Saturday, October 11, 2008
Some musical artists who have had this effect in the past 2 weeks alone: Ben Lee (currently), Bob Dylan, Bright Eyes, Kate Nash, Lupe Fiasco, Otis Redding...
And those are just the ones I thought of in the first 10 seconds.
And so maybe it's Ben Lee's fault or maybe it's because talking to my mom, my sister, aaron, that other kid and getting a message from Schae-schae all within a few hours of each other- after yesterday talking with Jessica for the first time in much too long and spending 4 hours last night with Tim-- but I have energy and love to share, but I am lacking an outlet and therefore feel like I should jump off a tall building because for the first time in my life-- I know I could fly.
But yet, I worry that I won't find the peace in New York City that I appreciate the campus for during breaks. And what if there's too much broken glass to safely walk around barefoot?
There's a slight chance I may go camping with my parents tomorrow night. I really hope it happens. I would love such an adventure.
Friday, October 10, 2008
I came home from watching Second Class [it was a great performance tonight-- I much preferred it to final dress] and took a shower. I needed to feel as clean as the air I ran through to get here. I had pulled up my long black skirt so as not to trip and I sprinted, sprinted through the purity that's been gone for too long.
I dried off and messaged a friend who is feeling some things that feel so familiar to me. Rewind two years, freshman year, feeling alone and as if I was in the wrong place most of the time. There were a lot of tears resulting from something outside of college, but truly I didn't want to be here. There was no one I truly cared about here. School was meaningless, nothing was being changed. Running was lonely and I searched the theatre, but consistently left work feeling more and more insecure. And all I wanted was to be held. And sometimes I just wanted to run away and save the world: to serve the world.
He mostly just wanted someone to hold and to be around someone who mattered to him beyond the common care you give human beings. I asked him if he remembered my freshman year, because, along with a few others, he was often my lifeline. He replied with "yeah you were a mess". And he may feel similar, but I know he'll be fine. He's very likable and with his energy-- ...anyways, I am so grateful to never have to relive the first semester of my freshman year (of college). I do not want to even go back and look to see how I could have changed it. I am glad I am out of it and that through the grace of love and the patience of time I, now, have people that I care about and who care about me.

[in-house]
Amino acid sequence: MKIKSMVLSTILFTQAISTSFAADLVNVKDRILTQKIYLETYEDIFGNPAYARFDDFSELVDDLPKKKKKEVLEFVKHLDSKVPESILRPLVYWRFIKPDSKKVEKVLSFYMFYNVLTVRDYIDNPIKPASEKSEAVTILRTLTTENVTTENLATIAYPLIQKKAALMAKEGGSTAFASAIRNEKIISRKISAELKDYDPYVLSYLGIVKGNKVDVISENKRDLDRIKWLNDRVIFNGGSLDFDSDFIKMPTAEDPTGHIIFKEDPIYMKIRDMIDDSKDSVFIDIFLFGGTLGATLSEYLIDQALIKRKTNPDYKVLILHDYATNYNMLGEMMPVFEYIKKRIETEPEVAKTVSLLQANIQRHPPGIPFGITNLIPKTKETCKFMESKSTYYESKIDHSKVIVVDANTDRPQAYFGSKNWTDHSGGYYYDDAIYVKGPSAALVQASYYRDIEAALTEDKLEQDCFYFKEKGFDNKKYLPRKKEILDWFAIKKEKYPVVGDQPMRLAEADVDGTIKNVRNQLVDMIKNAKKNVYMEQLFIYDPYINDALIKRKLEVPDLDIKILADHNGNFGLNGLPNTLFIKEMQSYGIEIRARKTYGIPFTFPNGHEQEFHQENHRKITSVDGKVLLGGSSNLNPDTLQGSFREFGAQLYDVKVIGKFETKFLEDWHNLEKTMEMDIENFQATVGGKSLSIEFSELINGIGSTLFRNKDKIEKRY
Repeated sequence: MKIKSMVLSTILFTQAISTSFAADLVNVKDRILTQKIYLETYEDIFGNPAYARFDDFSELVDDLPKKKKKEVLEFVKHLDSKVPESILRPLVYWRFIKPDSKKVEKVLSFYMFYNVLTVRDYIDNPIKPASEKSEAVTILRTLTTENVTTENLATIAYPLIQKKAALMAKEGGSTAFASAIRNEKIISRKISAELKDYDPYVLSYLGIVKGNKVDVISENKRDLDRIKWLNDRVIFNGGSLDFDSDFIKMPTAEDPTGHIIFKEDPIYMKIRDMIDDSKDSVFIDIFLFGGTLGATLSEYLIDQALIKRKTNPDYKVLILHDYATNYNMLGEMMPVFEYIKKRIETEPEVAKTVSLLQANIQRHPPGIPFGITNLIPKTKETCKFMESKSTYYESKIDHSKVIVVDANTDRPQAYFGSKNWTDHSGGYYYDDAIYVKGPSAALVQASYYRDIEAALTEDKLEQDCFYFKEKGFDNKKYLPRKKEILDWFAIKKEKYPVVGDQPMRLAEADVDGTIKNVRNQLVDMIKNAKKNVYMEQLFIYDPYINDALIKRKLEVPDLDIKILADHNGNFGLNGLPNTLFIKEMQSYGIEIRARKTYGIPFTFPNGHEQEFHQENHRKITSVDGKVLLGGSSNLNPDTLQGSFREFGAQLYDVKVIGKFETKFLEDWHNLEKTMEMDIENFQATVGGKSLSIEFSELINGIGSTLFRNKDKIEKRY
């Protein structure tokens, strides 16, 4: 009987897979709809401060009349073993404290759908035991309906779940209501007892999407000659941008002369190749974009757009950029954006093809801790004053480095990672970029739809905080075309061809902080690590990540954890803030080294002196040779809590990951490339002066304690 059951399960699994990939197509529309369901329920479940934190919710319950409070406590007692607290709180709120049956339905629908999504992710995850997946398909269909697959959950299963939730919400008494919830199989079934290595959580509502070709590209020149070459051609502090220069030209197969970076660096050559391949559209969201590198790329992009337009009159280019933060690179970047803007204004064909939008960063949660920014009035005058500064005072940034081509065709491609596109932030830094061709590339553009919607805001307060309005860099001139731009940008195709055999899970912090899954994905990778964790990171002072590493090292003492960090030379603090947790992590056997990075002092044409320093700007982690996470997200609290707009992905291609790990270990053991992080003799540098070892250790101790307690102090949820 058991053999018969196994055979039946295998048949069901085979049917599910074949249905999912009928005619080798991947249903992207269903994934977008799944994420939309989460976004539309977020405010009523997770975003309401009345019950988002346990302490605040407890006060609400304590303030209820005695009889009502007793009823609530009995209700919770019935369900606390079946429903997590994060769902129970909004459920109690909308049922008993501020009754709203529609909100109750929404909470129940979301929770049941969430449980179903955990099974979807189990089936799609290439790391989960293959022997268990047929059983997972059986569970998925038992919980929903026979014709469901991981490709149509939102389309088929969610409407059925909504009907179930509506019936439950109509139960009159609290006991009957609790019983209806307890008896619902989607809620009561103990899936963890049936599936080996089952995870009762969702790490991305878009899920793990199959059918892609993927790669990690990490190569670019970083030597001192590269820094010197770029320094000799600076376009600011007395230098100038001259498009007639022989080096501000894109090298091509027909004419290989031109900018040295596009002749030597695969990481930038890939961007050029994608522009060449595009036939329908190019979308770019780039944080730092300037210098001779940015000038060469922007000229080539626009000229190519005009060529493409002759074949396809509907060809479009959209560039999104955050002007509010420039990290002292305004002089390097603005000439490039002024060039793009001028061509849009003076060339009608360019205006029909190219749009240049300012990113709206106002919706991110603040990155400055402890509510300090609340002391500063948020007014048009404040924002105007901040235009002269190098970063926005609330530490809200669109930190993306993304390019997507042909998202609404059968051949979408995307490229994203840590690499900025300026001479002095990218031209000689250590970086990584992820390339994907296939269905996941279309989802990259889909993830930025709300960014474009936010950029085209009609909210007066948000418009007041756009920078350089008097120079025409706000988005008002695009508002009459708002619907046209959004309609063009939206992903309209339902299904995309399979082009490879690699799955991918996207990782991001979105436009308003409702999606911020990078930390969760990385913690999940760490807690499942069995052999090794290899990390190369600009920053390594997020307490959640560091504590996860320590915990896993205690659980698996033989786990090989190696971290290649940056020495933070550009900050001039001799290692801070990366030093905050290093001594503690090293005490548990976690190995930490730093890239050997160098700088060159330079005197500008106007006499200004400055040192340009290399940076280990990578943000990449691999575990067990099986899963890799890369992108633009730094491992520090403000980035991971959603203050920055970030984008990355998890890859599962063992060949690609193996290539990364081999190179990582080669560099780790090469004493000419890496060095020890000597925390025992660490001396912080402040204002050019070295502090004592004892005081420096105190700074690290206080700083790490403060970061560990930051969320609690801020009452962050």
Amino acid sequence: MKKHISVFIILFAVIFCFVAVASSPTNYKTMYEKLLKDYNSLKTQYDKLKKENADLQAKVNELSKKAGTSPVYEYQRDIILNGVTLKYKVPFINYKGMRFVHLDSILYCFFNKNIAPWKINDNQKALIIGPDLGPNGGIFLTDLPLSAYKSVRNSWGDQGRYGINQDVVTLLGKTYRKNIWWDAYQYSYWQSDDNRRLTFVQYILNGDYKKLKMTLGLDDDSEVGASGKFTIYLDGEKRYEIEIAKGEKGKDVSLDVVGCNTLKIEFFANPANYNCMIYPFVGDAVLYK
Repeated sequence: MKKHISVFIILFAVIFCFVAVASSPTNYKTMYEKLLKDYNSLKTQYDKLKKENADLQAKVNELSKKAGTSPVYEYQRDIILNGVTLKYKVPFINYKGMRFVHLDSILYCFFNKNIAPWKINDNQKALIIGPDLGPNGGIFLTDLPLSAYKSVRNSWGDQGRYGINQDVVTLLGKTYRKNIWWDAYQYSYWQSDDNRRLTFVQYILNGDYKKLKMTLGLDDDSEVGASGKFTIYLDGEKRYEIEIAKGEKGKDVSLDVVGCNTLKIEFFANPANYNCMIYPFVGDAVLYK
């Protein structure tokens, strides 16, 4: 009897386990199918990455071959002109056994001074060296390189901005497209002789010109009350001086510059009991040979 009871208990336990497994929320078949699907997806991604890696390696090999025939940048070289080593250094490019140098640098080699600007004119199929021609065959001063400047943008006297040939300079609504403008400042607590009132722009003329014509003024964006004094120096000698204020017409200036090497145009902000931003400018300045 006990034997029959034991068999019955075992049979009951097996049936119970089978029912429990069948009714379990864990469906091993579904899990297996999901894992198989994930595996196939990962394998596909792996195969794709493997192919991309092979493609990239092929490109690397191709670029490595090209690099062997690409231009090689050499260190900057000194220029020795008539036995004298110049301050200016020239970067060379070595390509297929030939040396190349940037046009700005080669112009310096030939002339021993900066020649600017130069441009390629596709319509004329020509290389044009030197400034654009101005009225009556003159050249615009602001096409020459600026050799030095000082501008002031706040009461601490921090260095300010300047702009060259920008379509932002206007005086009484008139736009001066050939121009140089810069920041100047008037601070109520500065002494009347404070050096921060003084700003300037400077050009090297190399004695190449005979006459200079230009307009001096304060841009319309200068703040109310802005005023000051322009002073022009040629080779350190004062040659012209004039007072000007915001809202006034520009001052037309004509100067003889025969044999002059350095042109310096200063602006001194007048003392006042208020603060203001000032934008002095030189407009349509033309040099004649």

I ended the conversation and felt a little frustrated at him because while I lived in that world for so long and knew sadness well. He just sounded like he thought he was entitled to never having to feel such things. And while I don't think anyone should have to feel that way; we all do at some point. In a way that is a major theme of Second Class: We are all awkward and searching. Well, despite that small feeling, I wanted nothing more than to take that sadness away. I tried with all my energies to send him thoughts of being held, going on magical adventures and having secret escapes.
Awhile later I called him and he was fine. He was with a friend and the friend said they were high-- as so much of me knew they would be. I must be honest, I had wished for a much truer adventure or escape for him, but I can't complain- he sounded fine and I was fine and we got off the phone and I went to accomplish other things.
Sunday, October 5, 2008
A week(ish) ago, I told Rob I sometimes wish I could revisit my freshman year of high school to see what I was really like. I remember so much of it fondly, but who did I appear to everyone else? And how does that compare to today? Should I have kept more? Less? Or am I the same, but with an addition six years of back-story? We then moved on to discuss whether or not we'd want to see our lives as a movie-- even if someone else had the editing hand. We then debated whether or not we'd recommend the movie to our friends. At this point in the conversation, Sarah had joined in and said she'd want people to see it so they could understand her more. I said I would recommend it to people because it would be interesting, but I wouldn't want them to know that much about me. There's value in being the only person who has seen everything you have experienced.
(Note: Rob and I agreed that out of all the people we know, Jason Todd's life would make the best movie)
The odd part about the start of this conversation was that exact evening Miss Katie (now with a new last name... crazy married folks), one of my two seniors, IMed me. We talked for a short time, I think I ended up having to go somewhere or something of the sort. I am hoping we can meet up sometime when I'm in Ohio again, for I have not seen her in quite the while. I suppose the craziness was just that someone terribly important to me my freshman year-- someone who calmed many of my spring time worries and who inducted me into Thespian Troupe 1422-- talked to me that very same day. I didn't ask her what she thought of me then, as it would be different than me seeing it-- and I didn't think of it at the time-- but all the same, the world begins again.